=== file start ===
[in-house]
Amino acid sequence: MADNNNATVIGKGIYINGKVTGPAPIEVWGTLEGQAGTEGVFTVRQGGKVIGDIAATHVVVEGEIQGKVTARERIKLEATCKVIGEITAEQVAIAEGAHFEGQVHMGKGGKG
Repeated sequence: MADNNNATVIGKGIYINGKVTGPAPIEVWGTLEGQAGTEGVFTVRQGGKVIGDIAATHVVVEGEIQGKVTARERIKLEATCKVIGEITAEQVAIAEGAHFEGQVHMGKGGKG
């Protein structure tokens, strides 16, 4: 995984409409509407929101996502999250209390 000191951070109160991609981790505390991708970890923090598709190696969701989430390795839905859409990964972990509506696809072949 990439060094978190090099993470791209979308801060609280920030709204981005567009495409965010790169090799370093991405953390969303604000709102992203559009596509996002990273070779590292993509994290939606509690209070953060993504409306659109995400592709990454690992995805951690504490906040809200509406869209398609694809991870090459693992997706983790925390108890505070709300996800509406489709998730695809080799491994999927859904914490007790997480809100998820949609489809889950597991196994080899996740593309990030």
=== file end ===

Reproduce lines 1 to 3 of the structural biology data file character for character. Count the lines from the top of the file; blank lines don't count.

[in-house]
Amino acid sequence: MADNNNATVIGKGIYINGKVTGPAPIEVWGTLEGQAGTEGVFTVRQGGKVIGDIAATHVVVEGEIQGKVTARERIKLEATCKVIGEITAEQVAIAEGAHFEGQVHMGKGGKG
Repeated sequence: MADNNNATVIGKGIYINGKVTGPAPIEVWGTLEGQAGTEGVFTVRQGGKVIGDIAATHVVVEGEIQGKVTARERIKLEATCKVIGEITAEQVAIAEGAHFEGQVHMGKGGKG